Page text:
Mojca’s approach to teaching has focused on cultivating a culture of care and compassion in her classrooms as well as creating a dynamic environment built around student engagement and collaboration. She sees the classroom as a space of engagement where students not only feel welcome and respected but where participation is a co-created experience between students and the instructor. Because she recognize that active participation looks different in different academic cultures, Mojca seeks students’ input in identifying strategies that will help them engage in section activities and gain confidence. Confidence-building is key in creating a learning environment that promotes cooperation and communication. Participation is ultimately a validated behavior which she acknowledge through a combination of formal and informal feedback. When students feel confident, they help bring less confident students into the conversation. To build a supportive classroom environment and instill a sense of community, the classroom needs to be envisioned as a space of relationships and interactions. 

Portrait of William Quade

William Quade

Teaching Department: Communication Arts

William is an instructor in the Communication Arts Department specializing in Film. He has taught at UW-Madison for five years instructing classes on written communication, film production, and media studies. His favorite class he has taught is Comm Arts 355: Intro to Media Production which allows students hands-on training in basic film production practices and techniques. William’s teaching relies heavily on student interaction and feedback wherein he can adjust the rigor of his methods based on the diverse makeup of each section of students. He also approaches students as intellectual peers ready to learn and believes sensitively challenging their ideas of art, media, and film yields more successful results creatively and intellectually for all involved.   

Portrait of Guadalupe Remigio Ortega

Guadalupe Remigio Ortega

Teaching Department: English

Guadalupe is now in her 8th year of teaching including first year writing courses at California State University Fresno, first-year writing and basic writing courses at Reedley College, and first-year writing, intermediate composition, and technical writing at University of Wisconsin-Madison. Her favorite class to teach so far has been English 201: Intermediate Composition. Guadalupe’s approach to teaching is student-centered with collaborative teaching and learning. Her students learn from her and one another and she learns from them. Guadalupe provides lots of opportunities for students to co-facilitate reading discussions and teach writing conventions. Her classes engage in reflective writing, revision, and self-assessment.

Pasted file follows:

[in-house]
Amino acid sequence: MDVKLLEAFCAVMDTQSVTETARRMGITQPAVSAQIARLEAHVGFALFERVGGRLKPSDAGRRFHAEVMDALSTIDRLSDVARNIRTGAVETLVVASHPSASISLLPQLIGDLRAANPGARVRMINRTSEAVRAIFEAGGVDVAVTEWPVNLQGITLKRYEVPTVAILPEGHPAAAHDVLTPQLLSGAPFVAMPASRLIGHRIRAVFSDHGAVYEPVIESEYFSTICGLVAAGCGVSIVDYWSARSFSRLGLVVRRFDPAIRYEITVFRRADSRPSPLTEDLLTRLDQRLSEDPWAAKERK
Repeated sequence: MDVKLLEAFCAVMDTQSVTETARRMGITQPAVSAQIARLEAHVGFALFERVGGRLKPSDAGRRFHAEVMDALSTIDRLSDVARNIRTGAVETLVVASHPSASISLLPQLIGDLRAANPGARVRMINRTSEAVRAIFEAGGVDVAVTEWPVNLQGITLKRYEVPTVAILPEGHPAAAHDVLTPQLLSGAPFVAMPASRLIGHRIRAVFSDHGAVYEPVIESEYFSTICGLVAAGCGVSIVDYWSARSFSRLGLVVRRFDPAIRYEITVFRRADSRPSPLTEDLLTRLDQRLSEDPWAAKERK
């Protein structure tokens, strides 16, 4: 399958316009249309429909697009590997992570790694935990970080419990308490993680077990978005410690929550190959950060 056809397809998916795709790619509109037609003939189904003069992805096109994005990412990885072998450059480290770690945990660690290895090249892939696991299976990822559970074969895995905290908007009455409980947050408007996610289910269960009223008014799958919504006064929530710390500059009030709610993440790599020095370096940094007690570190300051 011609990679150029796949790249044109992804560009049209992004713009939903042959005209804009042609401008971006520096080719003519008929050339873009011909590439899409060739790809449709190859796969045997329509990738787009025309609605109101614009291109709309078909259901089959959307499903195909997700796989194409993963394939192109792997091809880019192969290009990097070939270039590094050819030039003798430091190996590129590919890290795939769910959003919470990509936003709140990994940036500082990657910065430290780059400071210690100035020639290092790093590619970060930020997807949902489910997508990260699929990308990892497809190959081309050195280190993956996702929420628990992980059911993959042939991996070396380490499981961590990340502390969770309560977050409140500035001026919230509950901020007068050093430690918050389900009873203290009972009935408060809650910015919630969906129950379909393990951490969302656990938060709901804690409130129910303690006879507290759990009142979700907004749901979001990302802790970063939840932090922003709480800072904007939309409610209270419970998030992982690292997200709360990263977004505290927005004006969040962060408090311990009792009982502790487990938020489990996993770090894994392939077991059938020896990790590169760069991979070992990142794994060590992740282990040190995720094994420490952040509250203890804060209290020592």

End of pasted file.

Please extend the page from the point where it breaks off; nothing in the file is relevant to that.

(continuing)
Portrait of Lesley Stevenson

Lesley Stevenson

Teaching Department: Communication Arts

Lesley is a Ph.D. student in Media & Cultural Studies with four years of instruction at UW­–Madison. She has worked as a teaching assistant for introductory media production and survey courses as well as lectured “Producing for Internet TV and Video,” an upper-level summer class that merges business and production. In all her classes, Lesley prioritizes media literacy—empowering students to be more thoughtful and critical about the content they consume and create. She leverages her prior experience working in the entertainment industry as much as possible by relating learning goals to real-life experiences, inviting young, relevant guest speakers, and preparing students for the realities of media work. In doing so, Lesley hopes to contribute to a new generation of creators and executives who prioritize equity and inclusion both in front of and behind the camera. 

Portrait of Jiangjiang Wu

Jiangjiang Wu

Teaching Departments: Anthropology; SuccessWorks 

As a PhD student, Jiangjiang has worked as a teaching assistant at UW-Madison for over 8 semesters, during which she taught amazing courses such as Cultural Anthropology and Human Diversity (Anthro 104) and Communicating about Careers (INTER-LS 215). SHe enjoys promoting meaningful and thought-provoking discussions by posing questions that encourage critical thinking and active engagement. In teaching social sciences courses, Jiangjiang has found that engaging students’ life experiences is an effective way to help them comprehend abstract concepts and ideas. 

Portrait of Taiyu Ye

Taiyu Ye

Teaching Department: Statistics 

Taiyu is a 5th year PhD student in the Statistics department of UW-Madison, and he has been a TA here for 5 years! Taiyu spent four semesters teaching one of the most difficult PhD courses, STAT 709, in our department. Accuracy and conciseness are his top two values teaching a course as difficult as this. He also enjoyed talking to students to hear their needs or understandings of the course materials so that he could make the best adjustment for them. By sharing his own thoughts, understandings, and experience in learning STAT 709, Taiyu helped students get through it from year to year.